Little improvement in HK in ESG disclosure and practices
Overall disclosure and ESG practices in tackling climate-related issues are far from satisfactory, according to BDO survey
The third year of environmental, social and governance (ESG) reporting in Hong Kong has resulted in improvements in certain areas, yet the result is still far from satisfactory in terms of compliance and quality, according to a new study conducted by BDO with the School of Professional Education and Executive Development at The Hong Kong Polytechnic University (PolyU SPEED).
The BDO survey on “The Performance of ESG Reporting of Hong Kong Listed Companies” randomly sampled 500 of the most recent ESG reports published by both Main Board and GEM-listed companies on or before June 30 2019.
Although the overall percentage of companies providing the disclosure of information on ESG governance structure, stakeholder engagement and materiality assessment has increased, the degree of disclosed information remains weak and indistinct.
Leveraging the expertise and experience of BDO and PolyU SPEED respectively in the investment and academic arenas, the survey reveals the common practices on ESG reporting in Hong Kong, reflecting that a number of companies have only partially met the new requirements and practices under the Hong Kong Exchanges and Clearing Limited (HKEx) proposal.
In particular, companies tend to sidestep publicly reporting the less favourable issues and drawbacks to their stakeholders, which undermines the balance of ESG reporting and which requires investors and other stakeholders to exercise their own judgement about actual ESG performance.
The HKEx put out in December its ESG Consultation Conclusions, which list several key changes to the ESG Guide and listing rules to enhance ESG reporting. The conclusions were derived from 153 responses from various respondents. The changes are expected to be effective from or after July 1 this year.
The key changes include introducing mandatory disclosure requirements to include application of reporting principles’ materiality, qualitative and consistency, and explanation of reporting boundaries of ESG reports; and requiring disclosure of significant climate-related issues which have impacted or will impact the issuer. Environmental KPIs will also be amended to require the disclosure of relevant targets as well as the upgrading of the disclosure obligation of all social KPIs to “comply and explain”.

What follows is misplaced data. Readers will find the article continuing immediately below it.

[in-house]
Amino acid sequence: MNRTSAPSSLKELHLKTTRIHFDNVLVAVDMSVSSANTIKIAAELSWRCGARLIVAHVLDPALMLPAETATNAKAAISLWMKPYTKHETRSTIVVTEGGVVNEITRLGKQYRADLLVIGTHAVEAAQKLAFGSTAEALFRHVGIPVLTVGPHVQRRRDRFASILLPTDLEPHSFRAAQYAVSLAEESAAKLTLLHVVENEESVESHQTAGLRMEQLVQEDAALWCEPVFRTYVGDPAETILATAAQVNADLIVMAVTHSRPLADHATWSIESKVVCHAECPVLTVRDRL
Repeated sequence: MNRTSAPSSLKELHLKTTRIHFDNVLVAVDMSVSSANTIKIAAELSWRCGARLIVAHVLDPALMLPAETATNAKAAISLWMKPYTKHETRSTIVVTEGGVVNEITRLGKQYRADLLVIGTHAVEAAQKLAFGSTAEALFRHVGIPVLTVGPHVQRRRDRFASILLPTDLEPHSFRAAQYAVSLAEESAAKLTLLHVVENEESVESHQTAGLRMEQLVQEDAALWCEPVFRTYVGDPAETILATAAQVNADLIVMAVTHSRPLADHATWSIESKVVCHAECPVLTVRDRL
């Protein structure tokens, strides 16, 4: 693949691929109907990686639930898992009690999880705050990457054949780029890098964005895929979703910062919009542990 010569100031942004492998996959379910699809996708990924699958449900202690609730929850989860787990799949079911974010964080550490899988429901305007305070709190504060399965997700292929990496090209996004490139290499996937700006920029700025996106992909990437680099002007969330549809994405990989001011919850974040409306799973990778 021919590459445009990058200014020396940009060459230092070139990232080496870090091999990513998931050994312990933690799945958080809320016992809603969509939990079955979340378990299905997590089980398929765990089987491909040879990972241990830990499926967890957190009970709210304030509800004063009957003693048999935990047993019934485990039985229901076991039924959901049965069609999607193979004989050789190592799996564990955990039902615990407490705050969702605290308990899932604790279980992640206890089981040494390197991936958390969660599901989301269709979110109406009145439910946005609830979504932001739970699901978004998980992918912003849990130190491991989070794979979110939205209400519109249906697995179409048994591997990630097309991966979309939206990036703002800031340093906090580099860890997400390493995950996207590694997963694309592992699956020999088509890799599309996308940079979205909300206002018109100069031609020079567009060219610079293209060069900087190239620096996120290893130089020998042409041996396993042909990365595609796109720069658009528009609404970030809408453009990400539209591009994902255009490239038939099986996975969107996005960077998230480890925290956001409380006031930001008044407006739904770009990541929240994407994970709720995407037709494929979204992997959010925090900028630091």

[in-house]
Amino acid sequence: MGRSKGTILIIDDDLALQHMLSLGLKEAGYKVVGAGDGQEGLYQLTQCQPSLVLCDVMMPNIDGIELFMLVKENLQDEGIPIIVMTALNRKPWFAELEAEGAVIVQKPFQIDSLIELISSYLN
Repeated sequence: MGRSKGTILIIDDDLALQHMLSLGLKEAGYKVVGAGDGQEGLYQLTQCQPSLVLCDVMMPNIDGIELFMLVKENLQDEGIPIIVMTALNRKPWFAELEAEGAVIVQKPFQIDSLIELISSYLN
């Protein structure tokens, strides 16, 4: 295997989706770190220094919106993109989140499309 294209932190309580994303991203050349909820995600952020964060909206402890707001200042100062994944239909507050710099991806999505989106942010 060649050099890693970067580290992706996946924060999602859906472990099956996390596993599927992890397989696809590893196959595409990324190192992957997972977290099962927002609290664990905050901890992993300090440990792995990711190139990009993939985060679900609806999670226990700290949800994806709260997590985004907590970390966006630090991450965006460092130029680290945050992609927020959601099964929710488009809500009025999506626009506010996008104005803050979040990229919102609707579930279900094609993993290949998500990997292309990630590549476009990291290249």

The BDO survey revealed some improvements in 2019 from 2018 in several key fields including ESG governance (top-level management, ESG committee or personnel, ESG risk management), shareholder engagement (72 percent, up from 63 percent), and materiality assessment (66 percent, up from 51 percent). Certain areas like ESG management goals and report assurance by independent third parties barely saw any changes.
Meanwhile, a number of key fields saw declines in 2019 from 2018 such as occupational health and safety training and independent committee for anti-corruption management.
The survey showed that only 12% of surveyed companies disclosed the related policies in identifying the climate-related issues that affected the companies and mitigating the risks of identified issues, and only 18% of these companies disclosed details of information about the actions taken in managing climate-related issues.
There was also a slight overall decline in the percentage of sampled companies who set goals for ESG management compared with 2018, from 17% to 15%. Only 4% of the surveyed companies have aligned their ESG goals with the UN Sustainable Development Goals.
“To seize the opportunities from green financing as well as to uphold Hong Kong’s reputation as an international financial hub, companies should pave the way for better business and investment opportunities by enhancing their ESG reports through following more global reporting practices. Listed companies are recommended to enhance the disclosure of ESG information to meet stakeholders’ information and investment needs,” suggests Clement Chan, managing director of assurance of BDO.
“This can be achieved by providing detailed information on management’s involvement in ESG strategic goals setting, materiality assessment, assessing the impact of climate change on business operations and their associated risks and opportunities, selection of SDGs and their rationale behind, developed measures in combating climate change and related performance, etc,” says Chan.
“Nowadays, green finance is an important topic among the investment community. At the initial stage of developing green finance and climate investment in Hong Kong, companies’ initiative and engagement in these aspects remain low with only 2% of the sampled companies having issued green investment products such as green bonds and green loans. Furthermore, only a limited number of companies have reported climate related issue with restricted information disclosed,” says Johnson Kong, managing director of non assurance of BDO.
“We hope to see higher engagement from companies on ESG reporting and climate investment as they gain increasing awareness of the importance of ESG,” says Kong.
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